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In the fight for control of news coverage between powerful politicians and business moguls and the reporters who cover them, it's clear who is winning: The powerful, not the reporters.

A reporter anonymously wrote for Capital New York today about the way billionaires, politicians, and CEO's kept reporters in the dark at last week's Sun Valley conference, an annual meeting famous for being the breeding ground of big business deals. It was a depressing description of the powerlessness of the media. Reporters "nip at [the powerful's] heels." The powerful, in turn, flash smiles and say nothing.

Publicly, the investment bank that runs the conference, Allen & Co., says deals don't happen in Sun Valley, and encourages reporters to just "have fun," the reporter writes. The reality is that in the past deals as big as the Comcast Corp. purchase of NBC Universal have gone down at the mountain getaway. "Serious inquiry is discouraged; it's a sort of openness that's finally a phantasm," the reporter says. The piece is rife with details about the frustrating veil of secrecy the conference attendees kept up:

  • Reporters from mainstream outlets including The New York Times, Bloomberg News, and the Associated Press were sequestered from the attendees by "nylon rope lines set up by Allen & Co.'s security staff, the same kind movie theaters use to herd ticket buyers."
  • Some attendees spoke to the press, but they would say little of note. Time Warner Inc. CEO Jeffrey Bewkes told reporters "I don't want you to take anything seriously because I'm trying to give you a light entertainment."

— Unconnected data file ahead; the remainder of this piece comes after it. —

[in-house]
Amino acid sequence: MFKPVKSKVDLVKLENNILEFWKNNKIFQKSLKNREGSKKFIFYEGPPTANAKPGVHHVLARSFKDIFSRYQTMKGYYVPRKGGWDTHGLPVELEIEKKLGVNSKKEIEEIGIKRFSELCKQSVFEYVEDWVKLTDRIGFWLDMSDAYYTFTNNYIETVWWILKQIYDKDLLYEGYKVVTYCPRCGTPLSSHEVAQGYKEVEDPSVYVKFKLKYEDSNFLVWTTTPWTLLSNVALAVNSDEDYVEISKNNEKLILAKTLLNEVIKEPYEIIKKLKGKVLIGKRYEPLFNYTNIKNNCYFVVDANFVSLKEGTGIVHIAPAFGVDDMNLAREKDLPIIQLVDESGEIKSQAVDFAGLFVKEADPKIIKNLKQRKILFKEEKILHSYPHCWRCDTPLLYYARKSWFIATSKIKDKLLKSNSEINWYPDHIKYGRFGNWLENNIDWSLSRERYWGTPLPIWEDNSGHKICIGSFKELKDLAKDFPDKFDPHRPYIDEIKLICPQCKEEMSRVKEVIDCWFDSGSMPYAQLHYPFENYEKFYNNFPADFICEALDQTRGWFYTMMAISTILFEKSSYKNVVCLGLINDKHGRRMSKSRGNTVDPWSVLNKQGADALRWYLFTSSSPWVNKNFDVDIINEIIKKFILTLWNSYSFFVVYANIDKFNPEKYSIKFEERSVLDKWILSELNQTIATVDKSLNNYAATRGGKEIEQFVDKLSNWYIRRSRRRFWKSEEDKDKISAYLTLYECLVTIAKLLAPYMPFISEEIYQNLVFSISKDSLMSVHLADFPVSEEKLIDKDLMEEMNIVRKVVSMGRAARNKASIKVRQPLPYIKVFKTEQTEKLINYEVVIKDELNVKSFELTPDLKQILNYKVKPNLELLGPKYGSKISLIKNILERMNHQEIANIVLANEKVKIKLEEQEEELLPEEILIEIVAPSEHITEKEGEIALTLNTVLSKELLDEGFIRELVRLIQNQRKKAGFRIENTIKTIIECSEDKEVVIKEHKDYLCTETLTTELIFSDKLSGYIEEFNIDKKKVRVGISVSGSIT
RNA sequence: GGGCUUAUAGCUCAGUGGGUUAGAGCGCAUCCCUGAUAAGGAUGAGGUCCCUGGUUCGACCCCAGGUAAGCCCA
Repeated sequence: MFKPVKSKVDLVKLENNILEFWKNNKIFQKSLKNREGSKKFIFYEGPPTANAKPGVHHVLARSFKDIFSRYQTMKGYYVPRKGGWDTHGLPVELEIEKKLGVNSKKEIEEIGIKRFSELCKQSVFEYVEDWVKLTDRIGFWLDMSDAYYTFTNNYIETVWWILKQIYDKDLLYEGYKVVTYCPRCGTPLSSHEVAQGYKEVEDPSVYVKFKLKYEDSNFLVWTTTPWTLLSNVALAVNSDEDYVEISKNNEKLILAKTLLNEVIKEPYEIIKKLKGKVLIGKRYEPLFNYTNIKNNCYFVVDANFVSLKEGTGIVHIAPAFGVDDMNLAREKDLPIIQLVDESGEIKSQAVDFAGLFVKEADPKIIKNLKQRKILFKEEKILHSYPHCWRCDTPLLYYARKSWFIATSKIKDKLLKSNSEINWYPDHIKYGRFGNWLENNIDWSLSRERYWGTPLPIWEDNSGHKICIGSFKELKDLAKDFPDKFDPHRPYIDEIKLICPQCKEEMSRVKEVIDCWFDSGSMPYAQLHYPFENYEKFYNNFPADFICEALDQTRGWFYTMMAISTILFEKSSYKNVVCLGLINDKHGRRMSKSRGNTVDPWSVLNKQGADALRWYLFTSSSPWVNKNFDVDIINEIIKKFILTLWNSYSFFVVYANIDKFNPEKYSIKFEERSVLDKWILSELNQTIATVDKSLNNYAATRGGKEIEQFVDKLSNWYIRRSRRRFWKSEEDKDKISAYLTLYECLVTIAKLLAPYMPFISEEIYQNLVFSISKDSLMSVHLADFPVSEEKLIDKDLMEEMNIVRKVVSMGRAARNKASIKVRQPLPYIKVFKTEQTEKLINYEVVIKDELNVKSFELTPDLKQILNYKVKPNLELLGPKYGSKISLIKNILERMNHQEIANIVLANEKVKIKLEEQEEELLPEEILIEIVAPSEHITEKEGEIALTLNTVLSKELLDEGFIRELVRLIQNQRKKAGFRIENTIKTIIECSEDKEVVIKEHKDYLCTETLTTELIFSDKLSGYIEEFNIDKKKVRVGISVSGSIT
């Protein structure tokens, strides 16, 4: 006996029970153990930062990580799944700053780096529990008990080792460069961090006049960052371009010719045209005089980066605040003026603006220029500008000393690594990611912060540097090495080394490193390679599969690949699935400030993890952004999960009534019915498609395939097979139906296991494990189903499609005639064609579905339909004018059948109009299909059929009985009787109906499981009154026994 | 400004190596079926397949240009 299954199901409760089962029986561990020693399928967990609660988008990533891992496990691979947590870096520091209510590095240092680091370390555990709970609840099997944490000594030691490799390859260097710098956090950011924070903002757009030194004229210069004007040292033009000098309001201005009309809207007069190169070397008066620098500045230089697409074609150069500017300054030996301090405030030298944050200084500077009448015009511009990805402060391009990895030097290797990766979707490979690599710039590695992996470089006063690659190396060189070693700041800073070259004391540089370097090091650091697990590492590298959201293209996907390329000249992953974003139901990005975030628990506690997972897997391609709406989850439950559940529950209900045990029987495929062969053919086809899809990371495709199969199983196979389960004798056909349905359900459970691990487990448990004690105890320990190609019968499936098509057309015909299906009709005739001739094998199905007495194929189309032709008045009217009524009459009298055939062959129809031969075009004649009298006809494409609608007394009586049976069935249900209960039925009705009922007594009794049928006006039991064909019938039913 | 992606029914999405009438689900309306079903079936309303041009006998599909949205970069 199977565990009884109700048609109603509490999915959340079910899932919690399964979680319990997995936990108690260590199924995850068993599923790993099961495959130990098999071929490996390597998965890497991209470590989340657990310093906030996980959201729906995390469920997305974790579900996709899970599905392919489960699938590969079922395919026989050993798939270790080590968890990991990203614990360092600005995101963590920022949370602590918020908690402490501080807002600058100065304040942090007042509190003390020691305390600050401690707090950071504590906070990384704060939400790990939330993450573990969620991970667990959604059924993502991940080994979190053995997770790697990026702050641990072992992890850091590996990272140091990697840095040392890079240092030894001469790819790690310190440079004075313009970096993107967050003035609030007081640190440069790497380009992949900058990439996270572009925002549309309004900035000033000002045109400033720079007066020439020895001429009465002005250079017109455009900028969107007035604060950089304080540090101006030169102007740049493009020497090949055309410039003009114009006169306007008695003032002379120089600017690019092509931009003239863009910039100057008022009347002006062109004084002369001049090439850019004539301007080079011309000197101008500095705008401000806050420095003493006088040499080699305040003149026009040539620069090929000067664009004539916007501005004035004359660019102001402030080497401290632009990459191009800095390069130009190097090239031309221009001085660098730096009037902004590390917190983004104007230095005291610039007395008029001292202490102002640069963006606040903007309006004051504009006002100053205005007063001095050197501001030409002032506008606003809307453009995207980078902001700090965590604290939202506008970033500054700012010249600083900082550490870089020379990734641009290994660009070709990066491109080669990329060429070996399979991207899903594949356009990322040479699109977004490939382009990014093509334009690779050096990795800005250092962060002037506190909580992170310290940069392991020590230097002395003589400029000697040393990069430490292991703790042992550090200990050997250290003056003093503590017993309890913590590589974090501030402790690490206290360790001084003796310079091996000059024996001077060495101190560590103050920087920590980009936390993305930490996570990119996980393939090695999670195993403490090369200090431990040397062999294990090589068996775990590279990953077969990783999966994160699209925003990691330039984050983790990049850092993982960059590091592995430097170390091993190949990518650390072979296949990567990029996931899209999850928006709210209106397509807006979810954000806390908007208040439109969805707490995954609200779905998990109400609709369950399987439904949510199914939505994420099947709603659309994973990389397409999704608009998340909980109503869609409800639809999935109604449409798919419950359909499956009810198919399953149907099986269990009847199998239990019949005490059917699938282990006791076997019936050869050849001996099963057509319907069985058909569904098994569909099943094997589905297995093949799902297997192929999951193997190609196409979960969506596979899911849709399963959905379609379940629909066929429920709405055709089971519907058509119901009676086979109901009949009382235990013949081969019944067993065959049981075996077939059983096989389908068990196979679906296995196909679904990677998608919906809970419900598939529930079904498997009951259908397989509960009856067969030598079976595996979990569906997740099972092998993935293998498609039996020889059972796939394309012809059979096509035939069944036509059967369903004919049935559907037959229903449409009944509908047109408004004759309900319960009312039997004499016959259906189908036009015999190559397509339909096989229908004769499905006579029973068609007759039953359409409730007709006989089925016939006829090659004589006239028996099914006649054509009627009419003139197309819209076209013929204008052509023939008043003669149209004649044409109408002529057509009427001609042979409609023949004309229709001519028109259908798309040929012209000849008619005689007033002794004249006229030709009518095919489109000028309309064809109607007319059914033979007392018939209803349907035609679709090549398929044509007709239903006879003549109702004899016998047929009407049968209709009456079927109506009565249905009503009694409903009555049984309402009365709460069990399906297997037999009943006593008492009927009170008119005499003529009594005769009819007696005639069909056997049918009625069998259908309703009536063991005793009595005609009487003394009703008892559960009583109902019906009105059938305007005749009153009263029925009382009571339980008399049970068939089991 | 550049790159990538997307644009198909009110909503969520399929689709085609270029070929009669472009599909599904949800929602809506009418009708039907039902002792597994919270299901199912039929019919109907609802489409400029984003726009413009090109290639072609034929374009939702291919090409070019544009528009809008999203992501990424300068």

• Billionaires Warren Buffet and Bill Gates were strolling as if they were "elderly friends in a small town" on the third day. When reporters asked how they liked the conference, the two shook their heads and made no comment. Bill Gates then "continued to wobble his head disapprovingly, suggesting we had somehow broken the rules of engagement."
  • Netflix Inc. Chief Reed Hastings smiled to acknowledge reporters but then told them "I have to stick to the script. Sorry guys." Later, Allen & Co. told reporters that there is no script. 
  • News Corp. CEO Rupert Murdoch refused to answer questions about his company's recent split into separate publishing and entertainment companies. When reporters asked if Murdoch would talk at the bar later, Murdoch said he'd try. But later at the bar, his wife Wendi told reporters he wasn't coming because "there are too many reporters hanging around here."

In the absence of substantial interaction, media outlets wrote stories based largely on speculation and past happenings. The New York Times' Dealbook said maybe Apple's Tim Cook is planning partnerships for home entertainment expansion, based on seeing his many one-on-one private meetings with media executives. Cook turned down an interview request. The Wall Street Journal wondered if Mayor Michael Bloomberg's innocuous answer about indispensable newspapers signals anything about the rumors that he'll buy a newspaper after leaving office. 

The Capital New York piece captured the explicit powerlessness of the reporters at Sun Valley faced with collectively quiet moguls and politicians. Earlier this week, The New York Times' Jeremy Peters revealed that many major publications were allowing government officials to approve quotes before publication, a practice that was once an absolute-no for respectable journalists. It turns out journalists, desperate for access at all, feel forced to fall in line with the rules of their sources: Don't talk to me here. And if you do, I call the shots.

This article is from the archive of our partner The Wire.

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